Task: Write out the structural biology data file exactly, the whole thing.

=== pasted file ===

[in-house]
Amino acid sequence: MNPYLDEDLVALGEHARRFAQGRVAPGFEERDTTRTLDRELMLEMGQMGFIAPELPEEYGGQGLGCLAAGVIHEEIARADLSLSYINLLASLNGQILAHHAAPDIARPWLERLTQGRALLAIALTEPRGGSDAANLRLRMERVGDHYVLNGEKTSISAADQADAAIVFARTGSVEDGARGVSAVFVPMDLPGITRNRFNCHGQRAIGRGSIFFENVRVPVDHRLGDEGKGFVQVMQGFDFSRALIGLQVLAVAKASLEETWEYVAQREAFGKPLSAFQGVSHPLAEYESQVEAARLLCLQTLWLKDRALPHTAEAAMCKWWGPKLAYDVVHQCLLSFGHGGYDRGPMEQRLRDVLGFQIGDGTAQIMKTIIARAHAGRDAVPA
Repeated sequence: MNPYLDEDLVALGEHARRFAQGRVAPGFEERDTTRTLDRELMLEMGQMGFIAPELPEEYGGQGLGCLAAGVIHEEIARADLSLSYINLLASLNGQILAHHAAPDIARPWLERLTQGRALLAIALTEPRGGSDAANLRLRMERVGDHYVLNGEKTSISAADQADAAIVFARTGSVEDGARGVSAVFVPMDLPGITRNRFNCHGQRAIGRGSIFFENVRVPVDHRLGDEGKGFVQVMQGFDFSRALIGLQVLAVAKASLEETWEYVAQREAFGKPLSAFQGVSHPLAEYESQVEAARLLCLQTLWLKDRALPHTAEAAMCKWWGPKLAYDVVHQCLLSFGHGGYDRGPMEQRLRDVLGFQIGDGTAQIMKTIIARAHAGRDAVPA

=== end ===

[in-house]
Amino acid sequence: MNPYLDEDLVALGEHARRFAQGRVAPGFEERDTTRTLDRELMLEMGQMGFIAPELPEEYGGQGLGCLAAGVIHEEIARADLSLSYINLLASLNGQILAHHAAPDIARPWLERLTQGRALLAIALTEPRGGSDAANLRLRMERVGDHYVLNGEKTSISAADQADAAIVFARTGSVEDGARGVSAVFVPMDLPGITRNRFNCHGQRAIGRGSIFFENVRVPVDHRLGDEGKGFVQVMQGFDFSRALIGLQVLAVAKASLEETWEYVAQREAFGKPLSAFQGVSHPLAEYESQVEAARLLCLQTLWLKDRALPHTAEAAMCKWWGPKLAYDVVHQCLLSFGHGGYDRGPMEQRLRDVLGFQIGDGTAQIMKTIIARAHAGRDAVPA
Repeated sequence: MNPYLDEDLVALGEHARRFAQGRVAPGFEERDTTRTLDRELMLEMGQMGFIAPELPEEYGGQGLGCLAAGVIHEEIARADLSLSYINLLASLNGQILAHHAAPDIARPWLERLTQGRALLAIALTEPRGGSDAANLRLRMERVGDHYVLNGEKTSISAADQADAAIVFARTGSVEDGARGVSAVFVPMDLPGITRNRFNCHGQRAIGRGSIFFENVRVPVDHRLGDEGKGFVQVMQGFDFSRALIGLQVLAVAKASLEETWEYVAQREAFGKPLSAFQGVSHPLAEYESQVEAARLLCLQTLWLKDRALPHTAEAAMCKWWGPKLAYDVVHQCLLSFGHGGYDRGPMEQRLRDVLGFQIGDGTAQIMKTIIARAHAGRDAVPA